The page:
LCBO Baby Bump campaign strikes contreversy

Published On September 19, 2014 | By HN Staff | Life

 

The Baby Bump campaign

Courtesy of FASDworld

A recent campaign between LCBO and Fetal Alcohol Spectrum Disorders (FASD) has been criticized over posters displayed in liquor stores. The Baby Bump campaign that ran through Aug. 25 until Sep. 12 was designed to bring awareness about the effects of drinking while pregnant.

“We wanted to present FASD, we wanted women to understand that they should not be drinking in pregnancy because that would damage their baby,” Bonnie Buxton, founder of Fetal Alcohol Syndrome world and Fetal Alcohol Syndrome Awareness Day said.

According to FASD, “no amount of alcohol and no time in pregnancy have been established as safe for the fetus.”

Laura Jamer, a mother of two, made headlines when she spoke up about the campaign and the issues the ad implies. Jamer said the campaign urges the public to shame expectant mothers who are having a glass of wine, or who are shopping in liquor stores.

Buxton disagrees with the consumption of any amount of alcohol while pregnant. “Who would trade a glass of wine for a baby’s brain?,” Buxton said. “She is a nut bar.”

FASDs are the most common, most expensive, yet most preventable of all mental disorders in the industrialized world. Health officials say it is safest to stay clear of alcohol while pregnant, or trying to get pregnant.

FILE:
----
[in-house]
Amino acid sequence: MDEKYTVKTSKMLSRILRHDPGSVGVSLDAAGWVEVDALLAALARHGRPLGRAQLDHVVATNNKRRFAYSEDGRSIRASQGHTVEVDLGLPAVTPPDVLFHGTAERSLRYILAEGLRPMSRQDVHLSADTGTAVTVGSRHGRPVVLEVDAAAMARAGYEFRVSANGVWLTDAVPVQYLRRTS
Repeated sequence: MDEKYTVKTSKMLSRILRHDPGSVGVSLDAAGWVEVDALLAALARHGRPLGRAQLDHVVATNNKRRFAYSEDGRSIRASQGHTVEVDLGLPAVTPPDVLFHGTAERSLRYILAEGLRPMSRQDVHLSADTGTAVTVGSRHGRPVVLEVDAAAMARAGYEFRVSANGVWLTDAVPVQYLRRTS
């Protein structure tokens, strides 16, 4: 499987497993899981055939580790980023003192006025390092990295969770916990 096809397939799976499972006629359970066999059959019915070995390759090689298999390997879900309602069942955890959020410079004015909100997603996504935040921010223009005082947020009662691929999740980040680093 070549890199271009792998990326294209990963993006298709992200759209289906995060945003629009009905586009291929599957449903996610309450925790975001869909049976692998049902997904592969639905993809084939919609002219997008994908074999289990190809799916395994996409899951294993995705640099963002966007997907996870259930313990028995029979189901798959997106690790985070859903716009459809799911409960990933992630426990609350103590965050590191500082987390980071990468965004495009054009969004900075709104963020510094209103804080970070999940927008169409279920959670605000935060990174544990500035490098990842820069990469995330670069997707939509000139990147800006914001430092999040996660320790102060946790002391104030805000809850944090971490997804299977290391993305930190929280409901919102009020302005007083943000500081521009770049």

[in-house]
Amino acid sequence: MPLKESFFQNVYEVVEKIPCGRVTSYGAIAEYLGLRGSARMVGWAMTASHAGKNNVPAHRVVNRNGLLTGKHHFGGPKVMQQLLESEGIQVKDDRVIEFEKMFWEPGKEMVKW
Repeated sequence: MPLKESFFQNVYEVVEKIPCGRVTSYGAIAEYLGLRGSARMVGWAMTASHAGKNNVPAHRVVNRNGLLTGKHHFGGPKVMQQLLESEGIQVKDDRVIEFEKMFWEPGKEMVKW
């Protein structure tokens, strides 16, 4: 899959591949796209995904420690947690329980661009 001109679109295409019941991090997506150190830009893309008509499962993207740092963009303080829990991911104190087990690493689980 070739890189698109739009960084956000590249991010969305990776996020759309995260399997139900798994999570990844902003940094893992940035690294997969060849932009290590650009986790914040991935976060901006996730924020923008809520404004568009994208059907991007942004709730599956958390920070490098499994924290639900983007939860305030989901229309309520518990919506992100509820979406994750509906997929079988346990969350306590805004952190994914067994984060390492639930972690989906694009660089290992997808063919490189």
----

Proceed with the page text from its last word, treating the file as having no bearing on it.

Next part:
Karen Chan, mother of a healthy 17-month-old baby boy says she consumed champagne and red wine while pregnant. “I did a lot of research when I was pregnant about everything,” Chan said.

Spending most of her time abroad in Spain and Paris while pregnant, Chan says it’s not something that is so strict and rigid as here. “I think the bigger issue is that pregnant women don’t have autonomy over their body,” Chan said. “We constantly have people telling us what we need to do, how we need to do it, and when.”

According to Statistics Canada, heavy drinking has increased to 775,663 in 2009 from 649,055 in 2012 for females aged 20 to 34.

 

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